In the 1940’s Austrian psychiatrist, Leo Kanner, put forward a theory that autism was not a form of schizophrenia but a separate illness noting in particular the superior abilities of the child.
Despite this distinction it wasn’t until the 1970’s and the unearthing of Hans Asperger and his less pervasive form of autism that the psychological milieu changed and Autism was seen to be of a broader spectrum. Autism became more widely appreciated and took on a less ‘psychiatric’ tone.
With this new outlook, came a desire to look further to the causes of autism. Historically autism came to be seen not as an environmental disturbance caused by frigid mothers, but as a biological disorder of the brain.
Since then autism has become prolific, both in the number of diagnoses and the considered origins of the disorder. In the 1960’s the prevalence of autism was estimated to be about one in two thousand, today it is closer to one in one hundred.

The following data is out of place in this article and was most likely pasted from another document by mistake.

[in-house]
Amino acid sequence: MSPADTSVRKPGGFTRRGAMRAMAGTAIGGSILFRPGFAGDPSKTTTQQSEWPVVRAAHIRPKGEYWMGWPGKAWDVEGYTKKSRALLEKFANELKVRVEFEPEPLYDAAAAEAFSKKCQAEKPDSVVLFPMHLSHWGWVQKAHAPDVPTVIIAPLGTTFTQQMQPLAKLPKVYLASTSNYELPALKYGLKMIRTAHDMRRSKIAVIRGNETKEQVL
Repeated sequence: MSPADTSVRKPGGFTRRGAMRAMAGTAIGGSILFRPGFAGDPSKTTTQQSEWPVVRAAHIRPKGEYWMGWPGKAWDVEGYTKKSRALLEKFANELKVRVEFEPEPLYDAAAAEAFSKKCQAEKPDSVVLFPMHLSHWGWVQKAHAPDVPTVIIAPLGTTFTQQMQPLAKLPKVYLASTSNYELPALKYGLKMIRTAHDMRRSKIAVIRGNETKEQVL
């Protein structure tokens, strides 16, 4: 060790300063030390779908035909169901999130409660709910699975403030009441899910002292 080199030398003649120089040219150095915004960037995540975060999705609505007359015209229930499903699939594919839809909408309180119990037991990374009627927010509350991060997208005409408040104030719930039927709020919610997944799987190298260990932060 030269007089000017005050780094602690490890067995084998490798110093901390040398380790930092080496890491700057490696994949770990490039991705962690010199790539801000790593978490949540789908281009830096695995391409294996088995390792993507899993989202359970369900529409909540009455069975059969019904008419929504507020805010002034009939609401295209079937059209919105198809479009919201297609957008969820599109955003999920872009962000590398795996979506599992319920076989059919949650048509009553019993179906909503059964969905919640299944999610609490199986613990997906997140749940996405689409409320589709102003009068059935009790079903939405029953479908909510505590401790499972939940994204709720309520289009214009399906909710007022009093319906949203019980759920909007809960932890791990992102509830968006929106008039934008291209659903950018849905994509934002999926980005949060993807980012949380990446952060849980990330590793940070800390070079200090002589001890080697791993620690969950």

With this spike in diagnosis has come a huge amount of anecdotal evidence from families and clinicians to show the prevalence of physical ailments that are associated with autism. Although the psychological consensus still rests on autism being a genetic brain disorder, there is overwhelming anecdotal evidence that autism is as much a body issue as a brain.
Until the Polyvagal Theory we have had no way of properly understanding the relationship between the mind and the body. With this new understanding we can reframe autism and more clearly see our way in providing therapy for those with autism.